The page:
Recent news accounts from across the state, along with the just-released 2016 Auto Insurance Center report on pedestrian fatalities and injuries, underscore the need for people all across Connecticut to know and follow the rules for safely sharing the road. This is not a new phenomenon: our 2014 research for the Vulnerable User law found that 10,793 pedestrians and cyclists were injured or killed on Connecticut roads from 2006 through 2012, according to state and federal statistics.
Connecticut Needs a Share the Road Campaign for Drivers, Pedestrians and Cyclists
Everybody should feel safe using Connecticut’s roads. Our roads are traveled by people of all ages and abilities who walk, run and cycle for transportation, fitness, recreation, and tourism. Those people must be welcome and expected on our roads.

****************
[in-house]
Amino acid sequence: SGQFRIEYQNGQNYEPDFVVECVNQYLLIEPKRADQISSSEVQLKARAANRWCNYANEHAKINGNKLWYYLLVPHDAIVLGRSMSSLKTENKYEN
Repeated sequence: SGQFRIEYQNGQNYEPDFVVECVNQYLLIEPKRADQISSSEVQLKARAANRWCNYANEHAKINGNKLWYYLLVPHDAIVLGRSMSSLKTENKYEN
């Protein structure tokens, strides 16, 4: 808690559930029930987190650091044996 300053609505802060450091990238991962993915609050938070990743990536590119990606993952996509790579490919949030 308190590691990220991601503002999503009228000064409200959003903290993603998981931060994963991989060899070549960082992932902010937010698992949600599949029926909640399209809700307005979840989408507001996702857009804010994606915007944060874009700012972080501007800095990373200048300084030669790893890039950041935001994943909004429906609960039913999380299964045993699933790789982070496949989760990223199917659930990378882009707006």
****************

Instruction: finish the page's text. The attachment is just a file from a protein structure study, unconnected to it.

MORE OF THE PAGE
Legal, Financial Consequences Would Change Behavior
Not only does Connecticut need to re-learn and recommit to the following the rules of the road, we need to step up enforcement of those rules. To the best of our knowledge, the Vulnerable User law enacted in 2014 has never been enforced. The 3-foot safe passing rule isn’t widely observed or easily enforced. And clearly, the rules for yielding to pedestrians in crosswalks go unheeded. The absence of legal or financial consequences to ignoring “share the road” rules simply reinforces the undesirable behavior that so often has truly tragic consequences.
Conn. Gen. Stat. §14-300(c) Should be Corrected Too
In addition to strengthening penalties as this bill provides, please consider correcting a little known 2007 amendment to Conn. Gen. Stat. §14-300(c). Public Act 07-167 amended subsection (c) by replacing “steps to the curb” with “steps off the curb or into the crosswalk” and specifying a fine of $90, effective July 1, 2007. Prioritizing drivers over non-motorized road users, as that amendment did, is simply poor, short-sighted public policy that has no place in a world of climate change, massive traffic congestion problems, and an obesity epidemic.